The most used applications for listening to music, such as Spotify , Last.fm or YouTube itself , have algorithms capable of predicting and showing you new music that you may like . In a simple way, it is a recommendation system through collaborative filtering : the apps record the artists and genres that a user listens to and compare these results with similar listeners to find out what others like.
But these algorithms are not perfect with something as subjective and human as artistic creation and musical tastes. For this reason, a team of researchers from the Graz University of Technology, the Know-Center GmbH research center, the Johannes Kepler University of Linz, the University of Innsbruck (all from Austria) and the University of Utrecht (the Netherlands) wanted to to test how accurate the recommendations generated by these algorithms are, especially for listeners of music that is not very popular or not so well known to the general public.
The main result, published in the latest issue of EPJ Data Science magazine , is that these algorithms fail significantly more for hard rock and hip-hop listeners than for other music genres.
To verify this, the team took the history of songs listened to by 4,148 users of the Last.fm platform, both listeners who tend to listen to more popular commercial music and those who prefer slightly lesser-known artists (2,074 users in each group).
In this way, they confirmed that popular music listeners tend to receive more accurate and precise recommendations than the less commercial group of listeners.
Acoustic listeners, within the unpopular music group, received the best recommendations. On the other hand, the energetic ones, such as hip-hop and hardcore, received the worst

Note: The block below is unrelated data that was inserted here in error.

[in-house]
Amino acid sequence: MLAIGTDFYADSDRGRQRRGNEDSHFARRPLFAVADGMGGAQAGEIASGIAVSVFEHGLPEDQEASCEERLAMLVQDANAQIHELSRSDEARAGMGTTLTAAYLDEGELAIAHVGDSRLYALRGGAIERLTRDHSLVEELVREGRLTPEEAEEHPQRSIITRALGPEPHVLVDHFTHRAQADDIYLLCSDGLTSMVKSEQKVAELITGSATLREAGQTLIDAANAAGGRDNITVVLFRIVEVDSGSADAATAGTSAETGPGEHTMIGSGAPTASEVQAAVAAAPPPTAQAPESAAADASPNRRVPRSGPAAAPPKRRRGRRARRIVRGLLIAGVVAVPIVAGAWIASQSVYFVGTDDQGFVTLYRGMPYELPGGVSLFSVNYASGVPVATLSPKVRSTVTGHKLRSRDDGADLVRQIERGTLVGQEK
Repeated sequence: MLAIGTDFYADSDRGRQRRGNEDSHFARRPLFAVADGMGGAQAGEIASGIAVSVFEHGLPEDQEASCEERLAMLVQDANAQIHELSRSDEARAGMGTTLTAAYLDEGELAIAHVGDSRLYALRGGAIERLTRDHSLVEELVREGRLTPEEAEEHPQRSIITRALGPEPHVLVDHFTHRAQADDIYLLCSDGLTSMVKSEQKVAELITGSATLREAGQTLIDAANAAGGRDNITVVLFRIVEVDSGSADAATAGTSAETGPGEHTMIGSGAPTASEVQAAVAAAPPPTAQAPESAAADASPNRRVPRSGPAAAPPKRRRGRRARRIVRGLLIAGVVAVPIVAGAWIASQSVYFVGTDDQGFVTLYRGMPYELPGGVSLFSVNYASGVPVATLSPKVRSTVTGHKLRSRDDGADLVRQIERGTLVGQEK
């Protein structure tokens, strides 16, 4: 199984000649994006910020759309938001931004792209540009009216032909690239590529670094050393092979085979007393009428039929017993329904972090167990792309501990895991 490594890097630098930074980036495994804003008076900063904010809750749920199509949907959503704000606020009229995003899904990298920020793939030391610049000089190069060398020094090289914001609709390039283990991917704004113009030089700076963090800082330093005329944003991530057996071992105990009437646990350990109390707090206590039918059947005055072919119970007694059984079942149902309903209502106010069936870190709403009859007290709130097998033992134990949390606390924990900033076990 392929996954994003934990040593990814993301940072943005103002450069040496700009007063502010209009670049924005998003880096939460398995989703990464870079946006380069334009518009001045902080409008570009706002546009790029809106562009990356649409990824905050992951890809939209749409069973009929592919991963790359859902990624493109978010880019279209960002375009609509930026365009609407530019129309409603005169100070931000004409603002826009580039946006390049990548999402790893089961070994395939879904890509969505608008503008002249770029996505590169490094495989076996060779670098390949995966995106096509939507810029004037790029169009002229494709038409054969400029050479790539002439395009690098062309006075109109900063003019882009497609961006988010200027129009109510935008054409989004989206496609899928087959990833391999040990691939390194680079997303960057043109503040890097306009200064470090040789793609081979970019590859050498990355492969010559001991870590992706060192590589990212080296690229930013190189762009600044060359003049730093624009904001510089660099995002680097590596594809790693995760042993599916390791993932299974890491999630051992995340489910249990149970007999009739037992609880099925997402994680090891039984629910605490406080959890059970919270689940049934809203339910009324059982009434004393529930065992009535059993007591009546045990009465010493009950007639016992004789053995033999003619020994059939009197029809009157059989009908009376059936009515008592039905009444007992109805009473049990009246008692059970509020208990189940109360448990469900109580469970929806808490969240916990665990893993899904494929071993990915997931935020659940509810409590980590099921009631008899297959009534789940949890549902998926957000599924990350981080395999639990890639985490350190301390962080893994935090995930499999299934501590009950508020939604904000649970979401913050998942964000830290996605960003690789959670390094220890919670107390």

Following this, the authors categorized non-commercial music listeners into four groups , based on the characteristics of the music they most often listen to.
The research was thus able to compare the histories of each group and identify, with the computational model, which users were more likely to listen to music outside their preferences and the diversity of musical genres within each group.
Thanks to this categorization, the study found that listeners of non-voice acoustic music also tended to prefer songs from the other three groups (energetic, non-voice energetic, and acoustic) and received more accurate recommendations from the computational model.
At the time, the group of energetic music listeners received the worst recommendations from the algorithms, despite the fact that their group featured the widest variety of music genres – hard rock, punk, hardcore, hip-hop and pop rock.
Elisabeth Lex , co-author of the paper and Associate Professor of Applied Informatics at the Graz University of Technology, points out that music recommendation algorithms are already «essential» for users who want to search, select and filter the collections of music applications.
The analysis is based on a sample of Last.fm users, which may not be representative for this or other music platforms.
Despite this, it indicates that algorithms can fail to recommend for listeners of uncommercial music. “This may be because these systems are biased towards more popular music , making non- mainstream artists less listened to,” she notes.
Finally, the authors suggest that their findings could serve as a basis for creating music recommendation systems that offer more precise recommendations. However, they warn that their analysis is based on a sample of Last.fm users, which could be unrepresentative for this or other music platforms.
Kowald et al. “Support the underground: characteristics of beyond-mainstream music listeners”. EPJ Data Science (2021). DOI: 10.1140/epjds/s13688-021-00268-9
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